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What is Important in Physics Learning?: Understanding Learning Perspectives and Providing Learning Assistance for Engineering Students

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Conference

2012 ASEE Annual Conference & Exposition

Location

San Antonio, Texas

Publication Date

June 10, 2012

Start Date

June 10, 2012

End Date

June 13, 2012

ISSN

2153-5965

Conference Session

Innovations in Teaching and Research in Physics or Engineering Physics I

Tagged Division

Engineering Physics & Physics

Page Count

17

Page Numbers

25.1474.1 - 25.1474.17

DOI

10.18260/1-2--22231

Permanent URL

https://peer.asee.org/22231

Download Count

33

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Paper Authors

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Jia-Ling Lin University of Minnesota, Twin Cities

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Jia-Ling Lin is a researcher in the STEM Education Center at the University of Minnesota, Twin Cities. She served as the director of the Undergraduate Learning Center in the College of Engineering at the University of Wisconsin, Madison, before she moved to Minnesota.

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Manuela Romero University of Wisconsin, Madison

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Manuela Romero is the Assistant Dean of Student Diversity and Academic Services at the University of Wisconsin, Madison.

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Jennifer Binzley University of Wisconsin, Madison

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Eman A. Zaki University of Wisconsin, Madison

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Abstract

What Is Important in Physics Learning?-Understand Learning Perspectives and Provide Learning Assistance for Engineering Students Engineering education for the new century requires focus not only on traditional teachingand learning, but also on developing skills associated with learning to solve real-world problems.This task demands creativity and team work from all engineering educators, both inside andoutside traditional classrooms. This study explores a teaching strategy outside the classroom,Supplemental Instruction and students perceptions of readiness and subsequent course outcomes. Calculus-based introductory physics courses are known for presenting learningchallenges for engineering students. Learning outcomes of these courses impact subsequentrequired physics courses, particularly for students in chemical, electrical, and nuclearengineering. In 2000, we started the Supplemental Instruction Program (SI, a structuredacademic support program) to assist student learning in these challenging courses. Our previouswork in this area showed that students’ perspectives of the learning environment played a keyrole in fostering effective learning of course material and in promoting a spirit of inquiry. In thisstudy we explore the impact of other factors such as learning goals, study skills, and readiness onstudent outcomes. About a total of 350 students participated in the study. Survey participantswere asked about their perceptions of readiness for learning the material, their study skills andlearning goals. They were also asked to pinpoint specific learning difficulties in areas of mathmodeling, computational skill, and conceptual understanding of physics laws. Initial analysisindicates for example, that students who perceive themselves as ready to learn physics have morepositive outcomes than their peers who do not perceive themselves as being ready. Initialanalysis also indicates that students who were able to identify learning challenges displayedconsistent improvement during the course. This study reinforces our view of the role thatconstructivism, knowledge organization, and metacognition have on learning, and deepens ourunderstanding of why some engineering students struggle in physics classes and how we canprovide assistance to address these issues.References:Bransford, J. D., Brown, A. L., & Cocking, R. R. (Eds.). (2000). How people learn: Brain, mind,experience, and school. Washington, DC: National.Lin, J.-L. & Woolston, D. C. (2008). Important Lessons in Engineering Education Learned fromSeven Years of Experience in Undergraduate Academic Support Programs. Proceedings ofFrontiers in Education, TA3:9-13.Redish, E. F. & Smith, K. A. (2008). Looking beyond Content. Journal of EngineeringEducation, 97(7), 295-307.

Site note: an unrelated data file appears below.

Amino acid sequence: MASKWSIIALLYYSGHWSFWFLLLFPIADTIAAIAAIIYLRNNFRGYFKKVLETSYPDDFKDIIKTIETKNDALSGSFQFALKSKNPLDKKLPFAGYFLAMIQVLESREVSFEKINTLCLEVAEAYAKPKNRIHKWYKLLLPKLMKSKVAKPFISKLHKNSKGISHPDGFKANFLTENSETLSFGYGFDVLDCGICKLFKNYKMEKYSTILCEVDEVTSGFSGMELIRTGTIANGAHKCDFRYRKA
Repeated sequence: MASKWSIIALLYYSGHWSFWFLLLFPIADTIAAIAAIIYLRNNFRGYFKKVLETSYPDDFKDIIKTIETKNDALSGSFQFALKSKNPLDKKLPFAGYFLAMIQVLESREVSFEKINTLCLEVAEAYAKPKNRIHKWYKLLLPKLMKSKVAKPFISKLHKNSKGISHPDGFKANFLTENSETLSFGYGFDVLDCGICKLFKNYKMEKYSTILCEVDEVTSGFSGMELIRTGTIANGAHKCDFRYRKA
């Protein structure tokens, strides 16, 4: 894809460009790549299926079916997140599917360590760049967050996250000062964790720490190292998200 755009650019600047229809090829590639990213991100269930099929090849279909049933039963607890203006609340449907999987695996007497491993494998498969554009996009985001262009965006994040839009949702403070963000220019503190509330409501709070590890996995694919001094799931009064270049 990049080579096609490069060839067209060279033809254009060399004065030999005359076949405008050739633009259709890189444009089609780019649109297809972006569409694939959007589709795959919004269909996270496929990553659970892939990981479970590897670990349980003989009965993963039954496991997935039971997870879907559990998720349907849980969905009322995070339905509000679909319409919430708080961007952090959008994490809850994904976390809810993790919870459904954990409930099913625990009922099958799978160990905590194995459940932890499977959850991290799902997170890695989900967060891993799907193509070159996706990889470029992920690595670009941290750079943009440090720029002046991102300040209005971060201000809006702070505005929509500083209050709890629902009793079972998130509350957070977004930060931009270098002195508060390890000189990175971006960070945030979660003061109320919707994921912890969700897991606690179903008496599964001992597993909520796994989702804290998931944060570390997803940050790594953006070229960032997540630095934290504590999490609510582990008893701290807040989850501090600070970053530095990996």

Lin, J., & Romero, M., & Binzley, J., & Zaki, E. A. (2012, June), What is Important in Physics Learning?: Understanding Learning Perspectives and Providing Learning Assistance for Engineering Students Paper presented at 2012 ASEE Annual Conference & Exposition, San Antonio, Texas. 10.18260/1-2--22231

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